For example, if an employee is taking a week of annual leave, and a public holiday falls within that week, the public holiday will not be counted as annual leave and their annual leave balance won’t be reduced for that day.
Similarly, if an employee is sick or injured while on annual leave, the employee can use their paid sick leave entitlement instead of using their annual leave for the time they are unwell.
Under the NES, annual leave is paid at the employee’s base pay rate for all ordinary hours worked. Ordinary hours under the NES can't exceed 38 hours in a week. The base rate does not include:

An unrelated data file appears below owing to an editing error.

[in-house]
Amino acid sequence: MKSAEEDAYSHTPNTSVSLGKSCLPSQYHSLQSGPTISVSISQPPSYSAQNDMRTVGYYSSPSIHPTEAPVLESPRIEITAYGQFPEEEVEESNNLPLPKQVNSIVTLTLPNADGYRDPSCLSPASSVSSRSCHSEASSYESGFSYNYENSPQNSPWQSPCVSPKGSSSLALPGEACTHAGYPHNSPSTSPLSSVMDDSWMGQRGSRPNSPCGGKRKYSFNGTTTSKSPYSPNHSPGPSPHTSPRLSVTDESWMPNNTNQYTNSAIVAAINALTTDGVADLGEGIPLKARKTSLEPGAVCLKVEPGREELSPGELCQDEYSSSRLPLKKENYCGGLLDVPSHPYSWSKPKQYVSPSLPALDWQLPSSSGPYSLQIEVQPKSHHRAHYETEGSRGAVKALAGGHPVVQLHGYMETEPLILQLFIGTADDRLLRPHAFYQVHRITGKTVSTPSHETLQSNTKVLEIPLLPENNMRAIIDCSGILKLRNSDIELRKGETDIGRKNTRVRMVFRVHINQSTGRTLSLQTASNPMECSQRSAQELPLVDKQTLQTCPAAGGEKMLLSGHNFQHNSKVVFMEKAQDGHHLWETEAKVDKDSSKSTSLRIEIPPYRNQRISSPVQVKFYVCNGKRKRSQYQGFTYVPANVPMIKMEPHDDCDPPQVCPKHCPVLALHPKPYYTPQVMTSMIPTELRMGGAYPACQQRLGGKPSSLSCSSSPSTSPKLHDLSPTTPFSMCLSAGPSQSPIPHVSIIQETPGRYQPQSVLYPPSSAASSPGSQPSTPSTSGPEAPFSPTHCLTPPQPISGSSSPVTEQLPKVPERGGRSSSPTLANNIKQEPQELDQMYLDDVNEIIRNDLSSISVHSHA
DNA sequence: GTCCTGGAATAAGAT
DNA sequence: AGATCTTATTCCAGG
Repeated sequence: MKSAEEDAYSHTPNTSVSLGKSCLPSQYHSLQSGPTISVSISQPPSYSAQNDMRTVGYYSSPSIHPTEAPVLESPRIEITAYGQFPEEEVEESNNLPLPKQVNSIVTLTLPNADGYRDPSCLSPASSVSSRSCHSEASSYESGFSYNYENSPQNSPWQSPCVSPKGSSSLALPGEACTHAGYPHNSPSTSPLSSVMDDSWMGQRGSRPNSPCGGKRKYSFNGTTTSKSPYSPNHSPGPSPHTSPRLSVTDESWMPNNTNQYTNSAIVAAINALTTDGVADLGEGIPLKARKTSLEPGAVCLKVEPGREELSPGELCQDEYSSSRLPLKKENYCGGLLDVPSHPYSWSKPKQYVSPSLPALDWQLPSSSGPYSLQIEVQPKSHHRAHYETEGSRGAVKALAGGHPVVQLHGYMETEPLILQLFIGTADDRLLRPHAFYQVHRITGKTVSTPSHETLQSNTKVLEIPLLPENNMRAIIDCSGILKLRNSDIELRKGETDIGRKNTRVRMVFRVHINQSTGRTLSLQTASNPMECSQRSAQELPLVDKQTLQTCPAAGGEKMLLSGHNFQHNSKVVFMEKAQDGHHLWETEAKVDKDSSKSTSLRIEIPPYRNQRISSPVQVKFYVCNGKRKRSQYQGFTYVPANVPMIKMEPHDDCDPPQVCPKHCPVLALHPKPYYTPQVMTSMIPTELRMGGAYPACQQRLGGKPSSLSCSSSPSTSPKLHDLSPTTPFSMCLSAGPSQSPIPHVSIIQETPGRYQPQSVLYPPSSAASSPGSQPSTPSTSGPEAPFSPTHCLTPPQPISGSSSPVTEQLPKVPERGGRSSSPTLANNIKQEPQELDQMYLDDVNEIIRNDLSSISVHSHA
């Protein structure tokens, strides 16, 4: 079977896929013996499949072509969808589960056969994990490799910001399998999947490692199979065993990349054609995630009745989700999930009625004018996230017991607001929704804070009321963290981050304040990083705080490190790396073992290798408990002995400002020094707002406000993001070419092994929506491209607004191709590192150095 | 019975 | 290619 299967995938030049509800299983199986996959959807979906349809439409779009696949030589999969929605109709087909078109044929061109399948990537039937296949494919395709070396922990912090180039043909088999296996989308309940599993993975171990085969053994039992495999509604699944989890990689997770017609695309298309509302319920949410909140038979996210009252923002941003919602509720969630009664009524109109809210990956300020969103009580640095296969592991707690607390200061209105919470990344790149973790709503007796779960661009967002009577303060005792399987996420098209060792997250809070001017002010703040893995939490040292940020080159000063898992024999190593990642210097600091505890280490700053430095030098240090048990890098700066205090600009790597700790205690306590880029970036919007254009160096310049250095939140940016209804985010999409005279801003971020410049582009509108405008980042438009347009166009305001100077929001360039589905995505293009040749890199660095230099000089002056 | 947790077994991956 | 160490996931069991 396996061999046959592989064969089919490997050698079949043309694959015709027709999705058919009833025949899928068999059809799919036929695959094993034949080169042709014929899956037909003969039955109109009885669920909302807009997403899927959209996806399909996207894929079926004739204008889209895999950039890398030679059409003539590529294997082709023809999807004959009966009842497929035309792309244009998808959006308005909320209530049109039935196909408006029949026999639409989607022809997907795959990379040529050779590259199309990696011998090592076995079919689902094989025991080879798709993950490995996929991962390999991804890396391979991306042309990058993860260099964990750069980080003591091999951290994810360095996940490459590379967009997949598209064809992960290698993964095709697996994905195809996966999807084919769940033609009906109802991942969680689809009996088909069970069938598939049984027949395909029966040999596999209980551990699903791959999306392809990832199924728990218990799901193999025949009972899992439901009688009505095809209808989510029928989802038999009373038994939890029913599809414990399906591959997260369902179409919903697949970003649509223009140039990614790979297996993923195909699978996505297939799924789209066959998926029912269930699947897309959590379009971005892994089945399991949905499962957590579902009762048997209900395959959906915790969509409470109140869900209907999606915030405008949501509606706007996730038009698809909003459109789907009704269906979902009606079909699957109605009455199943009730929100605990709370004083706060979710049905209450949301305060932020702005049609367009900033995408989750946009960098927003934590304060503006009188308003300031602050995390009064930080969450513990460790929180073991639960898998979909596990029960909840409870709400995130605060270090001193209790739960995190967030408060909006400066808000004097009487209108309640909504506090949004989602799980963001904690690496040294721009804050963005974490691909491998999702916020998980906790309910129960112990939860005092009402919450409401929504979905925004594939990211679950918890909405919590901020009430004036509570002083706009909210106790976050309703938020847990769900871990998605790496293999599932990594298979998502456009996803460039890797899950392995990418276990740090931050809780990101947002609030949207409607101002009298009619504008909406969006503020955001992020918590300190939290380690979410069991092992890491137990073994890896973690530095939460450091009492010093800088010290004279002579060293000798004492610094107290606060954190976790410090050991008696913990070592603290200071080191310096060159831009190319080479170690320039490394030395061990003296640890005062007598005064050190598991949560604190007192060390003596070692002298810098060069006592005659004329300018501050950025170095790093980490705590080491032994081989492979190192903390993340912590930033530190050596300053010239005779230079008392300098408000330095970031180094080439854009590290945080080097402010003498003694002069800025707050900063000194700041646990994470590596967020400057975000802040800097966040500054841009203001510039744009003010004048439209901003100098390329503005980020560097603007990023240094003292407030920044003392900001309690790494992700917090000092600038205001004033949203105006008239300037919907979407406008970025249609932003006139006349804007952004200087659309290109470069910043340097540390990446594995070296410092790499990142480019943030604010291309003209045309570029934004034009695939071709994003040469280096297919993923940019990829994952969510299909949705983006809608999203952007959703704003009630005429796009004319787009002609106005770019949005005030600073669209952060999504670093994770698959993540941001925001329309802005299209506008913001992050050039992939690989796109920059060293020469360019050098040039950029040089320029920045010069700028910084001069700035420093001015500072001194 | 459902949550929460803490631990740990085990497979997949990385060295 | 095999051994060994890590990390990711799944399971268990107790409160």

- overtime rates
Awards and registered agreements can set out:
- a different method of payment for annual leave, for example, a rate of pay that is higher than the base rate of pay
- that annual leave loading is paid for annual leave.
On termination of employment, an employer must pay an employee for any period of untaken annual leave. The payment for the untaken leave has to be the same as what the employee would have been paid if they took the leave. This includes annual leave loading if it applied during employment.
Awards and registered agreements can set out rules about taking, directing and granting annual leave.
An employer and an award and agreement-free employee can agree on when and how annual leave is taken. Award and agreement-free employees can agree on matters that include:
- taking annual leave in advance
- taking annual leave within a fixed period of time after it is accumulated
- providing a specified period of notice before taking annual leave
- cashing out annual leave.